' "gravitational field energy" is not a part of the energy–momentum tensor; instead, what might be identified as the contribution of the gravitational field to a total energy is part of the Einstein tensor on the other side of Einstein's equation (and, as such, a consequence of these equations' non-linearity).'

Conceptually, each quantum particle in the Universe is a 3D standing wave that can be thought of as comprising spherical IN and OUT waves that combine to form a standing wave (that satisfies the Classical and Schrodinger wave equations - and so therefore is a stable wave structure). All of these wave functions add together in space (superposition principle) - resulting in a large sum of essentially random wave energy in empty space.

In a normal volume of space as much wave energy enters the region as exits it (zero divergence). But In the vicinity of a black hole (the event horizon), waves can flow inwards but not outwards - thus creating a deficit in the energy balance of the space outside of the event horizon. (i.e. move wave energy exits the region than enters it, on the side towards the black hole).

Thus the energy field of space begins to flow towards the black hole.

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The field I am talking about is identical to the Gravitational field and so will be exactly the same as the space described in GR - by definition.

Meaning that you can go from your 'energy field' to the metric (or the Levi-Civita connection or one of the other ways of encoding this information)? Please show this.

The energy in the Gravitational field is not part of the Stress Momentum Tensor.

Okay.

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The field I am talking about is identical to the Gravitational field and so will be exactly the same as the space described in GR - by definition.

If that were true, then you would get exactly the same results as GR, in all circumstances.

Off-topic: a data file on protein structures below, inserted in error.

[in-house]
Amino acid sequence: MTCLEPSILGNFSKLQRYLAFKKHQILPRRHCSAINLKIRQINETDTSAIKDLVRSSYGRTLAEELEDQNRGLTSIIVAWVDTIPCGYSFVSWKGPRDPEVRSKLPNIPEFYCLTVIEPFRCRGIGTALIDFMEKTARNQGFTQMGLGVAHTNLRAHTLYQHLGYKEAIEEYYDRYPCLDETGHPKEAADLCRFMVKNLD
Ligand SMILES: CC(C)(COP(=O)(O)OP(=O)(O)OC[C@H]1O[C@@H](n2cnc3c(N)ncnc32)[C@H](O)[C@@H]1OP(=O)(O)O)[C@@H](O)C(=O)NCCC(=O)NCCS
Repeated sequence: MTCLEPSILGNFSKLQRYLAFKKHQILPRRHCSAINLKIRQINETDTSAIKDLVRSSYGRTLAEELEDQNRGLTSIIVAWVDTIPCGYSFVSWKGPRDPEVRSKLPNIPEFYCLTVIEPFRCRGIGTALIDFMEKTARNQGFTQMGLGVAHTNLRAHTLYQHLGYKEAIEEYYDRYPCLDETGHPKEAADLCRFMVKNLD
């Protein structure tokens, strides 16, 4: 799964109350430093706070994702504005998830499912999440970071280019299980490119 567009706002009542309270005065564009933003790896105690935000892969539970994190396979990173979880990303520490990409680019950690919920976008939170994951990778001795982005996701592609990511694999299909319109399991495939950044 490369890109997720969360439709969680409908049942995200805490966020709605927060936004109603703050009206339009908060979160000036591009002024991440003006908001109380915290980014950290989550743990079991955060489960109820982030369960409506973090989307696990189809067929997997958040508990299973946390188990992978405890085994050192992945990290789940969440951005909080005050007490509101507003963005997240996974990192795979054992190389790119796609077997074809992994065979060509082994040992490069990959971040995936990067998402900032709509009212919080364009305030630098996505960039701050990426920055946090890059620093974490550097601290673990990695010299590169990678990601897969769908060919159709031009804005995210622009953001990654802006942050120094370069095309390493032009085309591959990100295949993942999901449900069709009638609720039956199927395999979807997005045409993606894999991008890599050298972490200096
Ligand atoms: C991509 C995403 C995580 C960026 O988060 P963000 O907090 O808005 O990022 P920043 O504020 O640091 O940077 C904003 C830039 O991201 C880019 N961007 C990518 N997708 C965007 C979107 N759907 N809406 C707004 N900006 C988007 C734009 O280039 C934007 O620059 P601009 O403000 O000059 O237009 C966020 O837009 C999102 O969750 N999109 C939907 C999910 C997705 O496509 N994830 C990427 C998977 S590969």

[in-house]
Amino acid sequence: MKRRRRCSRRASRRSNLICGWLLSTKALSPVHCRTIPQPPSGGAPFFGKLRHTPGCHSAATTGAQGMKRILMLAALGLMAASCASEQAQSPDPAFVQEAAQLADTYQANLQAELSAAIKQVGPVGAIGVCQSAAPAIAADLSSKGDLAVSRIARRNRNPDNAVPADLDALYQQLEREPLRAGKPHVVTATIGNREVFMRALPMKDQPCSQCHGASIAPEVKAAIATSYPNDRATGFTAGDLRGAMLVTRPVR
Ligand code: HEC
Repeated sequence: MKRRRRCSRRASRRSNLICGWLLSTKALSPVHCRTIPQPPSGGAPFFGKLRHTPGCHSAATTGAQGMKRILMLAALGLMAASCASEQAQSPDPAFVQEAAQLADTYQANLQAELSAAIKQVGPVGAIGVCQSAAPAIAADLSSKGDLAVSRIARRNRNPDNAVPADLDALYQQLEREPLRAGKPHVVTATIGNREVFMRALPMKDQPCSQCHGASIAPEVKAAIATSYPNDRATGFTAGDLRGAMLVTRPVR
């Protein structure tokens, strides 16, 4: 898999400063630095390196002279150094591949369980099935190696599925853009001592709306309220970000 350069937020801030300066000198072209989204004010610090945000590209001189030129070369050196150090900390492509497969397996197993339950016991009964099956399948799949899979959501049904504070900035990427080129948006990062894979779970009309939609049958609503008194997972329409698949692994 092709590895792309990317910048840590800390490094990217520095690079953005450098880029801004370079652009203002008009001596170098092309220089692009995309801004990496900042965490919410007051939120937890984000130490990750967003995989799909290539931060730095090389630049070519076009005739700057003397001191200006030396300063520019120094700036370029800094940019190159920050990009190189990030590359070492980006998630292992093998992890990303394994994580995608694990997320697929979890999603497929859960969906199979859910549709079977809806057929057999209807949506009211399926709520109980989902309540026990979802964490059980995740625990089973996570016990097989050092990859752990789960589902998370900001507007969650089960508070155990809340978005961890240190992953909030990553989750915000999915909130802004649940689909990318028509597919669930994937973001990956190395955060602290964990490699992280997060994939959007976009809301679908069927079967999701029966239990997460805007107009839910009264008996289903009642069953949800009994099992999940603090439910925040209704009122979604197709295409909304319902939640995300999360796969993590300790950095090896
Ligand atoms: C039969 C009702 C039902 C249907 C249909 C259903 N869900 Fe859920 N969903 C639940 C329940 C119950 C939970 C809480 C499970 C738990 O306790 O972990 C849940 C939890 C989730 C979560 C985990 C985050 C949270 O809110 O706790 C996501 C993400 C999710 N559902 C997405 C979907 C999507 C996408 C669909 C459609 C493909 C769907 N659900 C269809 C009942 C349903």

Thus the energy field of space begins to flow towards the black hole.

So not the same as GR then.

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Well being able to see GR as resulting from a space-filling field is really the only change and is conceptual rather than a mathematical change - however it does allow one to see the situation differently and understand why the Galaxy rotation rates are as they are. This is different to GR as it cannot explain the Galaxy rotation rates.

The difference only affects black holes due to gravitational collapse and resulting inflow of the field - for this change I have provided an explanation via the centripetal acceleration equation. It doesn't really require any new or complex maths, although there must be some as-yet unknown equation that relates black hole size to rate of inflow.

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Well being able to see GR as resulting from a space-filling field is really the only change and is conceptual rather than a mathematical change - however it does allow one to see the situation differently and understand why the Galaxy rotation rates are as they are. This is different to GR as it cannot explain the Galaxy rotation rates.

So it is not the same as GR, or is it?

I don't understand the key difference between 'conceptual' and 'mathematical' change. The concepts of phsyics are stated mathematically - there is no great divide here.

The difference only affects black holes due to gravitational collapse and resulting inflow of the field - for this change I have provided an explanation via the centripetal acceleration equation.

Then it is not the same as GR... right? (Not that you have really presented any details of a theory so that people can check)

It doesn't really require any new or complex maths, although there must be some as-yet unknown equation that relates black hole size to rate of inflow.

This suggests you really have nothing...

Anyway you really must sort out the mathematical framework and clearly show that your theory is equivalent to GR, or show that it is not but by only 'small corrections'.

So far you have said plenty without backing it up.

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The difference only affects black holes due to gravitational collapse and resulting inflow of the field - for this change I have provided an explanation via the centripetal acceleration equation. It doesn't really require any new or complex maths, although there must be some as-yet unknown equation that relates black hole size to rate of inflow.

Did I miss the post where you showed the math behind this? That a constant radial velocity will look like a centripetal acceleration?